‘It’s a franchise that has run its course with the first three films, with this one being an unnecessary addition’
The First Purge, 2018
Directed by: Gerard McMurray
Starring: Y’lan Noel, Lex Scott Davis, Joivan Wade, Lauren Velez, Marisa Tomei
After The Purge trilogy wrapped up with The Purge: Election Year, they’ve decided to tell the story of the first annual Purge, and, unfortunately, they’ve focused on the first Purge more so than all of the tension and build-up towards its inception. With Staten Island chosen as the designated test zone (with it being easily shut off through closing bridges), Dmitri (Y’lan Noel), a gang leader and drug lord, is forced into protecting his friends, including ex-girlfriend, Nya (Lex Scott Davis) and her brother, Isaiah (Joivan Wade), as they fend off Purgers (those out killing during the Purge) ad a organised gang appearing and killing in an organised manner.
This film falls so flat because there’s no story to it; it’s simply unlikable characters being killed off by more unlikable characters while more unlikable characters run around. It almost becomes reminiscent of a Saw film in its treatment of the deaths and when a character dies it doesn’t hit us in any emotional way because they’re so poorly written into the film. Our main character is a drug lord with a ridiculous amount of ammunition in his home; he’s hardly an unfortunate person we should be rooting for. There’s also a running story about the NFFA fixing the results, by purposefully adding trained soldiers to eliminate the more populated slums. It doesn’t come across as a surprise or being very clever, which it could have been portrayed as.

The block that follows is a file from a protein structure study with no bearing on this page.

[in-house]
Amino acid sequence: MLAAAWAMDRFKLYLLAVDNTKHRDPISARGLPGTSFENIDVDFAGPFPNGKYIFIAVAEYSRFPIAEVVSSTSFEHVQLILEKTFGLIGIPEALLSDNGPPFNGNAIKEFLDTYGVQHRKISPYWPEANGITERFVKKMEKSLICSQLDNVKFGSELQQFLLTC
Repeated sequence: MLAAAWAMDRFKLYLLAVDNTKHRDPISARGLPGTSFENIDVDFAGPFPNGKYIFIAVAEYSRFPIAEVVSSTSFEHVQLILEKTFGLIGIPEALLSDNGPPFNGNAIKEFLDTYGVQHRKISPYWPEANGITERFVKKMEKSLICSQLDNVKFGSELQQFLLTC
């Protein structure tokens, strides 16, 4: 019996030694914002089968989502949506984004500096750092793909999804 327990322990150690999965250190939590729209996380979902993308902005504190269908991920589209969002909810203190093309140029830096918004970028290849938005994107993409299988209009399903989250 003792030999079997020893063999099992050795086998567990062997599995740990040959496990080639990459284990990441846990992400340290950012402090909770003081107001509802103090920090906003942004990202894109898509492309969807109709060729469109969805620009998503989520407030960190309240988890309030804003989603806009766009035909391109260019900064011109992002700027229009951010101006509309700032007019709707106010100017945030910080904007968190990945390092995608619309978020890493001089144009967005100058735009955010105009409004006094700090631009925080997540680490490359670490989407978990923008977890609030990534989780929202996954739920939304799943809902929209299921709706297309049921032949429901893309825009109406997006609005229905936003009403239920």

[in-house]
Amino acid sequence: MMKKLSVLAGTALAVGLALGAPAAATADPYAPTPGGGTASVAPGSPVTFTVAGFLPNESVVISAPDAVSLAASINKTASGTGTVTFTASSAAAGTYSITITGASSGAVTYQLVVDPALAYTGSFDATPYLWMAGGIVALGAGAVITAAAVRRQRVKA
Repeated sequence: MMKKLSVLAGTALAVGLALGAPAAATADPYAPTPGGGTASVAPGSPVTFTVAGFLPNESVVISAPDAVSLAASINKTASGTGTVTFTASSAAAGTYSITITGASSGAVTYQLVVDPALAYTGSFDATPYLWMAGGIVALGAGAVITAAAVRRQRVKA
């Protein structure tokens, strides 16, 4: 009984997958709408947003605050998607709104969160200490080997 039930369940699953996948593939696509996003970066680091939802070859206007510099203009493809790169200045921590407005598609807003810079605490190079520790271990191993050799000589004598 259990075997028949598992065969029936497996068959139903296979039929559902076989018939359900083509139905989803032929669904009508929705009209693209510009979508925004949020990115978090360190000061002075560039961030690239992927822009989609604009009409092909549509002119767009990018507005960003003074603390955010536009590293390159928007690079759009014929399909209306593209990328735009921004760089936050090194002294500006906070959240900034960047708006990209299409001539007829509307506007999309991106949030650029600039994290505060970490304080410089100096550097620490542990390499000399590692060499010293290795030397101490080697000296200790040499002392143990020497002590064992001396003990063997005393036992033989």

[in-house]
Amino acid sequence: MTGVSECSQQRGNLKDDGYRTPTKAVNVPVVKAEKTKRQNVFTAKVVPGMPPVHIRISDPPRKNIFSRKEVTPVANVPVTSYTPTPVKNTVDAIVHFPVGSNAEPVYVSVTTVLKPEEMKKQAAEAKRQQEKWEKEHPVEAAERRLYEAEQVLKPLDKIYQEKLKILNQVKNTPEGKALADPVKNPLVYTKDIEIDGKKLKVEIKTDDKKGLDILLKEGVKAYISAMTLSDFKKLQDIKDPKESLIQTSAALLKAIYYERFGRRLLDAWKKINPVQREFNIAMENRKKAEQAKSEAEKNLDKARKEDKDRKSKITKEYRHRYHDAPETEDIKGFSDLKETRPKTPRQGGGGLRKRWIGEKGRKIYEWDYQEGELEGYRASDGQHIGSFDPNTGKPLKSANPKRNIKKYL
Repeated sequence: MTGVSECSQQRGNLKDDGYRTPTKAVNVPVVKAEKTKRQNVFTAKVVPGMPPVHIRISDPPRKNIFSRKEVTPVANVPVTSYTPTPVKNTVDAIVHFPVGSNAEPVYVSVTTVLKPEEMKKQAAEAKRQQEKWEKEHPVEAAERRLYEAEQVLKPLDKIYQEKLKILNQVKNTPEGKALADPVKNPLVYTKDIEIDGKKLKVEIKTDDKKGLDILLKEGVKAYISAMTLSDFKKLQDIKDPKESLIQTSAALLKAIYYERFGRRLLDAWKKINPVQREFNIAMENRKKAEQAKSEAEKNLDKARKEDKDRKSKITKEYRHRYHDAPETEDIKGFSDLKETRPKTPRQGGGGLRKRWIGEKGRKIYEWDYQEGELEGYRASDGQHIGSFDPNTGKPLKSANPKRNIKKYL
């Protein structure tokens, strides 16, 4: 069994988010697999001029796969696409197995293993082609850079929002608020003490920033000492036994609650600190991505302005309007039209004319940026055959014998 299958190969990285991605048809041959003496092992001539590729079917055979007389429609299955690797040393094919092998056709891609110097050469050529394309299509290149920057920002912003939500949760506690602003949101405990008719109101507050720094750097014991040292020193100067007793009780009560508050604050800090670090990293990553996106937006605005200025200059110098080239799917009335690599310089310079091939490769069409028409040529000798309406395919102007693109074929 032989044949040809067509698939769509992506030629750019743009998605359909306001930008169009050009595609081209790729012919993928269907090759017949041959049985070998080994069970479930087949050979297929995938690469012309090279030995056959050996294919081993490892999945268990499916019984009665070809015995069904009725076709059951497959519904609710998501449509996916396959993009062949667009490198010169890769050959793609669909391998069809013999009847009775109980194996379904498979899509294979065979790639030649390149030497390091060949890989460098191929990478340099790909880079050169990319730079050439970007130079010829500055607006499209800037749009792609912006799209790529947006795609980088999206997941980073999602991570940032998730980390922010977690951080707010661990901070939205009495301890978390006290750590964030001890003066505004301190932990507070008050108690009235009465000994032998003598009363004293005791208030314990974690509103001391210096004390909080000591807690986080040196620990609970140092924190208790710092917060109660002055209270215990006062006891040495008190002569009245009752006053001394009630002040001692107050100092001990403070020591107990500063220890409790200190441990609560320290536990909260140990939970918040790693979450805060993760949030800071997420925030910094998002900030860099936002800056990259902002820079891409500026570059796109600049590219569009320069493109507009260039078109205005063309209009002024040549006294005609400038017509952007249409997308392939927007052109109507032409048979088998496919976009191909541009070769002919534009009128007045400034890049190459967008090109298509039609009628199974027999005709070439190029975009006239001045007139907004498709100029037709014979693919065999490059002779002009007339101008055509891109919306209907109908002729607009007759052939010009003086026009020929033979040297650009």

There are some moments where it’s visually impressive, and that mainly comes in the form of the creativity in the masks, a trope of the film franchise, but then even that’s tainted by seeing white people dressed up as members of the KKK while out killing black people. It’s not pleasant or funny it’s white people pretending to be white supremacists to firmly establish that the white man is the villain and all the black characters, of which all our leading characters are, are the heroes. When there’s such an obvious racial stamp being thrown at the film it shows a lack of creativity or originality.
It’s a franchise that has run its course with the first three films, with this one being an unnecessary addition and a rather dull addition at that. It’s a film that lasts over an hour and a half but nothing really exciting or scary or clever happens; it’s full of unlikable characters killing for the sake of killing with no real rhyme or reason for it. It could have been a more politically-focused downfall that leads to the Purge’s inception, but instead it could have been the second Purge, or the third, or the seventeenth; the fact it’s the first makes no difference to the overall story aside from a few NFFA suits talking.
Personal: * Acting: * * Writing: * Presentation: * *
Overall Rating: * ½